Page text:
A start for regaining some measure of credibility and respectability would be stern regulation, forcing an honest accounting of the TBTFs, and putting into receivership those institutions who are insolvent rather than giving these institutions free money to "earn" their way to a healthy balance sheet.

                          Based upon what I understand the TBTFs are "earning" risk-free thanks to the Federal Reserve's policies, I'm not convinced that the Fed's current giveaway to the TBTFs is going to solve anything before time runs out for the U.S. I seem to recall reading that when Merrill Lynch failed, its write-downs erased twenty years of profits. It seems doubtful that the TBTFs will fix their balance sheets within ten years much less two years, which is what the current iTulip projection is for the next recession (show time/go time?).

                          Comment


                          • #14
                            Re: No inflation celebration for us

                            So we can expect inflation, along with falling wages. The Fed will not be able continue printing money through QE, thus the Fedgov will not be able to continue paying "entitlements" and social obligations. Those groups are going to get very restless indeed. Will we see price controls, and if so, when? This administration no doubt believes it can do price controls "right", and prevent shortages from developing. This whole situation reminds me of the movie "Idiocracy", but it won't take 500 years.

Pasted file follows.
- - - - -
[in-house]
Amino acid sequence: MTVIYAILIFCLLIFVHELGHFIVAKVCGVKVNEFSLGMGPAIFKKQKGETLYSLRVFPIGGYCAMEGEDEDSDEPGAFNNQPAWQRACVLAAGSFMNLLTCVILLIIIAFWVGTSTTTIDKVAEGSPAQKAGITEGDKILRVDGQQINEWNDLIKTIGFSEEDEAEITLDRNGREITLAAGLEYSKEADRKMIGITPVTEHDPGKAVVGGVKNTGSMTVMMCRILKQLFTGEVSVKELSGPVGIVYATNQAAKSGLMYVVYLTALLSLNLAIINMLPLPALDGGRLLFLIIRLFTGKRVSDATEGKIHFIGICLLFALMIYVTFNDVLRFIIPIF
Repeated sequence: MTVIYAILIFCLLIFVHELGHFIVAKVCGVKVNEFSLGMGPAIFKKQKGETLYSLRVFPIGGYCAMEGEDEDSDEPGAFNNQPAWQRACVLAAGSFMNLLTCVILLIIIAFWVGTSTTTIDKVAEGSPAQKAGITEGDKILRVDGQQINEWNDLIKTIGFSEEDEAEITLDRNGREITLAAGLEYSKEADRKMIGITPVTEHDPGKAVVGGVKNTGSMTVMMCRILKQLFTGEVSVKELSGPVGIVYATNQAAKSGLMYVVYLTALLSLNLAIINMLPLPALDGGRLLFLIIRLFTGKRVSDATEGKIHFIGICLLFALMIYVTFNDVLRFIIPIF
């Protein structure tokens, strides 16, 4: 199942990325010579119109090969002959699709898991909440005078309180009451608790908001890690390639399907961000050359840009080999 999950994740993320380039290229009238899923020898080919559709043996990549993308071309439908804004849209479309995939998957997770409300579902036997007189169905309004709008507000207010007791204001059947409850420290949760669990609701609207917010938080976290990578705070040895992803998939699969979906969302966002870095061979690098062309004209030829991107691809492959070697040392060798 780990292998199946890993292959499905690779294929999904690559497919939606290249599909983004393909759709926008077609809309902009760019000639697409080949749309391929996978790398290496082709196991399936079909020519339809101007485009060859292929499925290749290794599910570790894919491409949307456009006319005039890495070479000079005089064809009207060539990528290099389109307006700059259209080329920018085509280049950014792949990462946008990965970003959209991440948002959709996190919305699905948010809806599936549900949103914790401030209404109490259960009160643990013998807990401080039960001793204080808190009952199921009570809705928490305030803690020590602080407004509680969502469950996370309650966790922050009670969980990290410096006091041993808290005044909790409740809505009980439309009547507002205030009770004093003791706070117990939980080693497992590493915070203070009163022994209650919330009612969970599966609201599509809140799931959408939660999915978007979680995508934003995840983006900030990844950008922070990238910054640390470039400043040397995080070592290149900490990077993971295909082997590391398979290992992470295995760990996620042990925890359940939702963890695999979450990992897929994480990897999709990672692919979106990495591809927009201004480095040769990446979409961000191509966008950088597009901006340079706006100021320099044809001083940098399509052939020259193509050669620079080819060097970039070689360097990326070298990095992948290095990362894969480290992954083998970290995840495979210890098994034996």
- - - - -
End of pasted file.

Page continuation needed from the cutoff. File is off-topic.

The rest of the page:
"I love a dog, he does nothing for political reasons." --Will Rogers

                            Comment


                            • #15
                              Re: No inflation celebration for us

                              Contrary to the Fed's opinion, it certainly doesn't appear that "longer-term inflation expectations have remained stable", and the end of the just-in-time inventory model (if that happens broadly) could make a bad inflation situation much worse...


                              Companies Stock Up as Commodities Prices Rise

                              Companies contending with rising commodity prices are stockpiling rubber tires, cotton clothing and other goods, a maneuver that is aimed at insulating them from inflation but also could contribute to it.

                              Spice-maker McCormick & Co. stocked up on some ingredients and Monro Muffler Brake Inc. bought extra tires and motor oil, assuming prices of those goods will keep rising. Anton Sport, a small athletic-wear wholesaler in Tempe, Ariz., amped up its fabric purchases to avoid higher prices.